Reviewer: Holly Spanner
At just 19 years old, Rachmaninoff gained instant fame with his Prelude in C-Sharp Major. Five years later in 1897, after devoting two years to his first symphony, Symphony No 1 in D Minor, was appallingly received. Partly due to the conductor at the premiere, Alexander Glazunov, being so drunk he conducted like a zombie and partly due to the work itself, the symphony was described as a musical shipwreck. This unfortunate event sent the composer spiralling into a depression lasting three years.
Nowstruggling with writer’s block, Rachmaninoff, or Rach as he is known here, is being treated by psychiatrist Nikolai Dahl, in an effort to overcome depression and return to composing after his very public humiliation. Opening with Your Day, he reveals agonising details of how he passes his days; unproductive and empty.
Preludes is executed as a series of flashbacks, prompted by Dahl as she delves into Rach’s psyche. Writer Dave Malloy uses the composers work as an underscore for new lyrics, cleverly blending the old and new throughout. Malloy’s arrangements of the originals are, for lack of a better word, hypnotic. There are also three pieces of original writing, for which Malloy wrote both the music and lyrics; Ho-Ho, Subway and Tchaikovsky’s Child Song.
The piano is, quite rightly, at the centre of the music, the subject matter justifying the minimal orchestra. To have morewould feel almost, disrespectful. Described as a ‘musical fantasia’, this is exactly what this recording is, the piano and twin synthesisers reflecting the tense and nervous heartbeat of Dahl’s patient.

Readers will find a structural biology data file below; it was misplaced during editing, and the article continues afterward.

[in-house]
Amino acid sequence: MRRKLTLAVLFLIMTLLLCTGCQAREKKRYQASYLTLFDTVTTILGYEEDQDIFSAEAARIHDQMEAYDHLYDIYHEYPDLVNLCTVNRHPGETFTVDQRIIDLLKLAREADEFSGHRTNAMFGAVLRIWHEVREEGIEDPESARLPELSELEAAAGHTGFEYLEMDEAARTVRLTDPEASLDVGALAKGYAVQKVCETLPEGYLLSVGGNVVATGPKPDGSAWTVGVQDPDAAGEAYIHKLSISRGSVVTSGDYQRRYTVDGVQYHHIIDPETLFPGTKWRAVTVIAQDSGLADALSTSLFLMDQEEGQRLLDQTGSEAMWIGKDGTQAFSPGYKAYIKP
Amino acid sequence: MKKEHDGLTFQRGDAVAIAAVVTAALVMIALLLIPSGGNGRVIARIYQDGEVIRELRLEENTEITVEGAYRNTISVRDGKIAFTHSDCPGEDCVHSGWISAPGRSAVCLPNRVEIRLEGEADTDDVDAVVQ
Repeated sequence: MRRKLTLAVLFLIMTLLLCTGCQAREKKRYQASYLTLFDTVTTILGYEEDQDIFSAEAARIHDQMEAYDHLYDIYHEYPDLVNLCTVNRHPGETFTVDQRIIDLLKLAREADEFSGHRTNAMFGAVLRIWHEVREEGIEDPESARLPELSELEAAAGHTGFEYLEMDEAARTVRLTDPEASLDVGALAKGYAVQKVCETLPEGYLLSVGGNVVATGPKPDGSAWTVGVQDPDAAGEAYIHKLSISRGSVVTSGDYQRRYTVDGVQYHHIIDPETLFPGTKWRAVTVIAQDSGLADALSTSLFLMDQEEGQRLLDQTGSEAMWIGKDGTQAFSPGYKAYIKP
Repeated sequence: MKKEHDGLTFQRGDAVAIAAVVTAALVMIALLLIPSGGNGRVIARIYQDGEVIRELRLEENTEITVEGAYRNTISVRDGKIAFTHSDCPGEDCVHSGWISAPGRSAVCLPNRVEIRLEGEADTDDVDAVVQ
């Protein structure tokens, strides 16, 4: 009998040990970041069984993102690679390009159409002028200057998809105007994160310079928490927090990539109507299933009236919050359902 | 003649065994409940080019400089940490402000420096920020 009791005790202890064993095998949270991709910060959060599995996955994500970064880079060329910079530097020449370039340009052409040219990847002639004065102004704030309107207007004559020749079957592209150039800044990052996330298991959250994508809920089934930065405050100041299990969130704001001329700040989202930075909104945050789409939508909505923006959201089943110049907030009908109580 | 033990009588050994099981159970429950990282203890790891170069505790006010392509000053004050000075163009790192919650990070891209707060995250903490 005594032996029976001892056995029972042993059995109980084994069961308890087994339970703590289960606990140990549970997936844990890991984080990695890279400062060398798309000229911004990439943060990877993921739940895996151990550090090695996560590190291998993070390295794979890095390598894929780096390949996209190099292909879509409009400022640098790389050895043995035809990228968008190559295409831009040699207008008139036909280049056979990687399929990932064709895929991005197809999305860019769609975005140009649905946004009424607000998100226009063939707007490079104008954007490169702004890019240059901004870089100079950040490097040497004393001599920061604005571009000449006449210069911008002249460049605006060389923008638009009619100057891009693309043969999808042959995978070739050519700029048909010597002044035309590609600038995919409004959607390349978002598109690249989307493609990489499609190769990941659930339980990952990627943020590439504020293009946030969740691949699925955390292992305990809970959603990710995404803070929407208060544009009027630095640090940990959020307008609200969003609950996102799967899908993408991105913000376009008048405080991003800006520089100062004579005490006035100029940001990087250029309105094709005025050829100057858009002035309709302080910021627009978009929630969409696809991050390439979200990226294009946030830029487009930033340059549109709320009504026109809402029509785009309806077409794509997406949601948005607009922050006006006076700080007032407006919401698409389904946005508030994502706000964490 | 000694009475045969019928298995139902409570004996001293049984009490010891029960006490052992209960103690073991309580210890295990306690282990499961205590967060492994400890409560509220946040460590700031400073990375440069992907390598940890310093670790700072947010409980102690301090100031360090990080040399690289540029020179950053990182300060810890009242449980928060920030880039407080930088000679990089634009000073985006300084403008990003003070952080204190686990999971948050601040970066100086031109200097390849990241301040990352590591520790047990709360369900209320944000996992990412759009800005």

An intelligent production, it explores creativity, the essence and convolutions of a highly artistic mind. It is sad, and his agony palpable, but all the better for the listener. But what the production doesn’t do, thankfully, is over romanticise the burden of being a troubled genius, and when Piano Concerto No. 2 comes, it comes as a relief. There is light, and hurdles can be overcome.
Tony Award Winner Gabriel Ebert is the suffering artist, taking the listener on a roller coaster of anguish, sometimes uncomfortable in its truth. Natalya, sung by Nikki M James as fiancée and cousin Natalya, is heart-breaking and fierce in her loyalty towards the man she loves, frustration and guilt at the forefront of her feelings. The sobriety of Vespers, a sad and humbling chorus, is achieved through a deep bass infusion by Joseph Keckler as Russian Opera singer Chaliapin. In contrast, Loop is trippy and mesmerising, evocative of colours and perceptions swirling and running out of control. Likewise, it is almost impossible not to conjure up the images suggested in Hypnosis. Suggested by Rachmaninoff’s Prelude in G minor, it builds to an intense, hopeful and determined climax before ending on a poignant high with Piano Concerto No. 2.
Preludes is expressive, unique and very personal. The recording encompasses both the early 20th Century and present day, with obviously transcendent music, seeping with metaphor. With influences from classical, rock, opera and trance music, it is no doubt a unique recording.
Preludes is available from Ghostlight Records